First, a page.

Q: And you were close to Saddam you could be called in his black Mercedes at any minute to do a small dressing for a wound for him or come and see one of his women or perhaps come and try to repair the wounds his mad son Uday had inflicted on his sexual partners or on his friends. You were watching something that was almost Roman in its decadence.

A: Well, I'll tell you, it was a nightmare. Not for me but for the Iraqis. In fact the main factor and reason why I wrote this book - it isn't about these details of Saddam and is family and the rest of the criminal peoples - it was basically about how people how humans behave under the 2 phenomena of hate and of power. This is why I wrote this book these details are not important in the book but mainly it is about this because I read history not only in Iraq but for other countries because I believe that whatever happens in Iraq it is an experience that doesn't belong to Iraqis it belongs to human beings anywhere. inside Iraq the majority of Iraqis are good people they are innocent good people.

Q: But of course...

A: I'll tell you they are squeezed all the time between two periods one time there is a tyrant the other period the tyranny of a group of people - you know - they move under a shadow of hate and aggression. but the end result for the Iraqis the same whether it is one or many individuals.

Q: Can you give us an idea of Saddam's mental state of mind when he was for example deciding the Marsh Arabs are not real Arabs we can exterminate then, when he was deciding he was going to throw 100's of people into jail or have them shot because they displeased him is this mad or is this power that's...

A: No no it is not mad. He is a perfectly well balanced person. but I think what is wrong is the power it is the relationship between man and power. I have seen many examples like Saddam even worse than Saddam. you know you can see people very good very quiet person once they get power in their hands they will completely change. The problem is this plus the fact they start to move under the shadow of hate. This is what stands to me and I was amazed by the great influence of misuse of power on man.

Q: but you saw him misuse the power.

A: Yes

Q: You were very very close  to him you could see that 1000's or 100's of 1000's of your fellow Iraqis were having their lives ruined by him. You were very close, you were in a position actually to see him off to give him The Injection, to get rid of the man. Did it ever occur to you that that could be the appropriate thing to do?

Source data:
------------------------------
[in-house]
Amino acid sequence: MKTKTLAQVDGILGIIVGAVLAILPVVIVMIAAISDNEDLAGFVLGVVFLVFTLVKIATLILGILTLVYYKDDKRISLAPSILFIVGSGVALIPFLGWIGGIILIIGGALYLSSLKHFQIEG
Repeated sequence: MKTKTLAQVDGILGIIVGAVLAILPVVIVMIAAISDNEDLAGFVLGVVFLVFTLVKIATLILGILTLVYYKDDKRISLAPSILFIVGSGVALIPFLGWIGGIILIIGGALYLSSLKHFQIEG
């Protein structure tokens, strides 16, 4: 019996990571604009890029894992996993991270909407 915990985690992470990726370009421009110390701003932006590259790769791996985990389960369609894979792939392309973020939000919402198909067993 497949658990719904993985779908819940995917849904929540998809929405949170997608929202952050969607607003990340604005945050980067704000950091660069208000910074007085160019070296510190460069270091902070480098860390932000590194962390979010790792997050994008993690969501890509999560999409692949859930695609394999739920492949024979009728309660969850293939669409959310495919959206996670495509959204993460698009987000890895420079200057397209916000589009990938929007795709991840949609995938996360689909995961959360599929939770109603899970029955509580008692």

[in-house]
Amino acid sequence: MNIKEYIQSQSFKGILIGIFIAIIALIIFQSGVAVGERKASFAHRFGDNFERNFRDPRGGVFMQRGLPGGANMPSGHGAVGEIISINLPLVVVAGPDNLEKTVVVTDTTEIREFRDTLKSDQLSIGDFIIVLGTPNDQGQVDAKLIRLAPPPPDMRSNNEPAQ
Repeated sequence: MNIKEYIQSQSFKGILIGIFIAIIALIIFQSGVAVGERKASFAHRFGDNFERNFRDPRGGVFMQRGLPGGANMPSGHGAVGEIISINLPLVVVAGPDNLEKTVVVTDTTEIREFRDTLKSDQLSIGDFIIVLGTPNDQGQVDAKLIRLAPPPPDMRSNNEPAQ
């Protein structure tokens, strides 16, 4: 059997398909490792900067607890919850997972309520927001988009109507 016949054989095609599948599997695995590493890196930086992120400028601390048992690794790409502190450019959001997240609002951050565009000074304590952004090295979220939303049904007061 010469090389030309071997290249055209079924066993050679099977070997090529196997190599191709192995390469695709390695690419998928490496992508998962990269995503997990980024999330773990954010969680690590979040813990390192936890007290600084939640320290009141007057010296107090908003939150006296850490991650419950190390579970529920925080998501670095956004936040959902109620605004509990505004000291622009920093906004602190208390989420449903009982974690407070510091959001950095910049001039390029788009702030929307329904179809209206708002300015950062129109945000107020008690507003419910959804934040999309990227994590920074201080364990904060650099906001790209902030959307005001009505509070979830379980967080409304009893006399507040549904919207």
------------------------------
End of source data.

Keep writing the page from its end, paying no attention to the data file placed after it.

A: Well this is a very difficult thing to ask me to do because you are asking me to betray my profession values and principles of life.

Q: but you could of been saving 1000's of lives having done it.

A: No this is not true, this is not true because the problem is not with Saddam, the problem is there this disease is there in society.

Q: The disease of power

A: The disease of power and hate. I mean Saddam he was just a normal consequence of what is going on in society - its the hate, its the aggression.

D.R. (another guest interrupts): he created that to start with.

A: No - well he was created by the society. He was.. I mean look - Saddam he came from very poor, very poor backwards family, then he became very powerful man. How it comes? I mean if you take Saddam - and bring him here in London would he do the same - what he has done?

D.R.: he wouldn't be able to would he?

A: so there is a problem and we have to face it.

D.R.: A problem of his creation. He created that problem in Iraq didn't he?

A: No - I mean he was a normal consequence of this. He was a very bad example of this because he governed Iraq for almost 35 years. This is it. But, I tell you in 1958 on 14th of July the first revolution in Iraq some people they went to the royal family, they killed them, they dragged them through the streets, they killed the prime minister they cut him to pieces, you know there was no Saddam at that time. It is this problem.

D.R.: so where did it come from?

A: Well this is the thing - I think that we need a very high dose of love.

Q: Well this is a conversation that will continue with the people around the table. Now many people listening will have heated arguments on the basis of what you said...